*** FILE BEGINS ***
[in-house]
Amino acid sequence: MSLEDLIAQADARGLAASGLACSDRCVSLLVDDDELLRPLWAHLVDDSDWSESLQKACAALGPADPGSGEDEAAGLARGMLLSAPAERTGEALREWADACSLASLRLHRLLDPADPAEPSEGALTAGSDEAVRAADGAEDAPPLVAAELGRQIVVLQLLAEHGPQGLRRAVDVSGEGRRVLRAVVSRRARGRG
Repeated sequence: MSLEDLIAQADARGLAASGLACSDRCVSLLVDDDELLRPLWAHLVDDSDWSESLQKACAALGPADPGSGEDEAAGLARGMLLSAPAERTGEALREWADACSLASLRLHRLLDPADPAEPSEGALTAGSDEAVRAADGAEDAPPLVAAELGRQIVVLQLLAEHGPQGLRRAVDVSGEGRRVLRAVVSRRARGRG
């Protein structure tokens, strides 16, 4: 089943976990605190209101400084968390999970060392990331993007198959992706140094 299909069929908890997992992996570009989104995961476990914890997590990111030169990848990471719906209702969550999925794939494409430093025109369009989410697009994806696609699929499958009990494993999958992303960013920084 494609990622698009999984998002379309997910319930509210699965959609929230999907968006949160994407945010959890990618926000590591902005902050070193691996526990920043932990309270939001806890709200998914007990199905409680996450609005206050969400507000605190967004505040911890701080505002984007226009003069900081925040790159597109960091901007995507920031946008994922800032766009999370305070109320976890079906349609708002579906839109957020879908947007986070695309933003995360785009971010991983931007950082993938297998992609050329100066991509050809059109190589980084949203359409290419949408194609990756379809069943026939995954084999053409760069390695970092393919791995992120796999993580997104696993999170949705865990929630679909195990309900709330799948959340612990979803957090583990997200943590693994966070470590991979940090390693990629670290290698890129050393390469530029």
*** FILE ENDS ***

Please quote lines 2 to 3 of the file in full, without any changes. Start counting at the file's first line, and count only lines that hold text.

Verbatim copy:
Amino acid sequence: MSLEDLIAQADARGLAASGLACSDRCVSLLVDDDELLRPLWAHLVDDSDWSESLQKACAALGPADPGSGEDEAAGLARGMLLSAPAERTGEALREWADACSLASLRLHRLLDPADPAEPSEGALTAGSDEAVRAADGAEDAPPLVAAELGRQIVVLQLLAEHGPQGLRRAVDVSGEGRRVLRAVVSRRARGRG
Repeated sequence: MSLEDLIAQADARGLAASGLACSDRCVSLLVDDDELLRPLWAHLVDDSDWSESLQKACAALGPADPGSGEDEAAGLARGMLLSAPAERTGEALREWADACSLASLRLHRLLDPADPAEPSEGALTAGSDEAVRAADGAEDAPPLVAAELGRQIVVLQLLAEHGPQGLRRAVDVSGEGRRVLRAVVSRRARGRG